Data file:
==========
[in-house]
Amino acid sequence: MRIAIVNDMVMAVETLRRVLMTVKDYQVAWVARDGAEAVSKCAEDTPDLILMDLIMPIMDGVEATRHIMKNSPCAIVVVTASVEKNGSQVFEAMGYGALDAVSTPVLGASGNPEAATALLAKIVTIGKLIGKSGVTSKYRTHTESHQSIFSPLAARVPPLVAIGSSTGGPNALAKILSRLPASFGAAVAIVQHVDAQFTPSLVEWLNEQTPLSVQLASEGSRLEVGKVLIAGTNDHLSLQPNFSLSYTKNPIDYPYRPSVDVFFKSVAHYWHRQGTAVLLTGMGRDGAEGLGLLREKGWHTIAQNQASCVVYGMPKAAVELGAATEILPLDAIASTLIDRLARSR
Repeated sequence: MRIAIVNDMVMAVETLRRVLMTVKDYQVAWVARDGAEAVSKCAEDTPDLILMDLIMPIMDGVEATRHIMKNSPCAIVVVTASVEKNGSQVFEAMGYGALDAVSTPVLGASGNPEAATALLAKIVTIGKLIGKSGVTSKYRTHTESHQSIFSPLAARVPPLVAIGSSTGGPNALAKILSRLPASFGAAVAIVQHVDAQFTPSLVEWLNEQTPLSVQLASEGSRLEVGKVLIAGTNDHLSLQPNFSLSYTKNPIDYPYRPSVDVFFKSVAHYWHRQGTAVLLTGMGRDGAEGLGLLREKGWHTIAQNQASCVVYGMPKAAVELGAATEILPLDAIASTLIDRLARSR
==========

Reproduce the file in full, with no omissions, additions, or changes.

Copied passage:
[in-house]
Amino acid sequence: MRIAIVNDMVMAVETLRRVLMTVKDYQVAWVARDGAEAVSKCAEDTPDLILMDLIMPIMDGVEATRHIMKNSPCAIVVVTASVEKNGSQVFEAMGYGALDAVSTPVLGASGNPEAATALLAKIVTIGKLIGKSGVTSKYRTHTESHQSIFSPLAARVPPLVAIGSSTGGPNALAKILSRLPASFGAAVAIVQHVDAQFTPSLVEWLNEQTPLSVQLASEGSRLEVGKVLIAGTNDHLSLQPNFSLSYTKNPIDYPYRPSVDVFFKSVAHYWHRQGTAVLLTGMGRDGAEGLGLLREKGWHTIAQNQASCVVYGMPKAAVELGAATEILPLDAIASTLIDRLARSR
Repeated sequence: MRIAIVNDMVMAVETLRRVLMTVKDYQVAWVARDGAEAVSKCAEDTPDLILMDLIMPIMDGVEATRHIMKNSPCAIVVVTASVEKNGSQVFEAMGYGALDAVSTPVLGASGNPEAATALLAKIVTIGKLIGKSGVTSKYRTHTESHQSIFSPLAARVPPLVAIGSSTGGPNALAKILSRLPASFGAAVAIVQHVDAQFTPSLVEWLNEQTPLSVQLASEGSRLEVGKVLIAGTNDHLSLQPNFSLSYTKNPIDYPYRPSVDVFFKSVAHYWHRQGTAVLLTGMGRDGAEGLGLLREKGWHTIAQNQASCVVYGMPKAAVELGAATEILPLDAIASTLIDRLARSR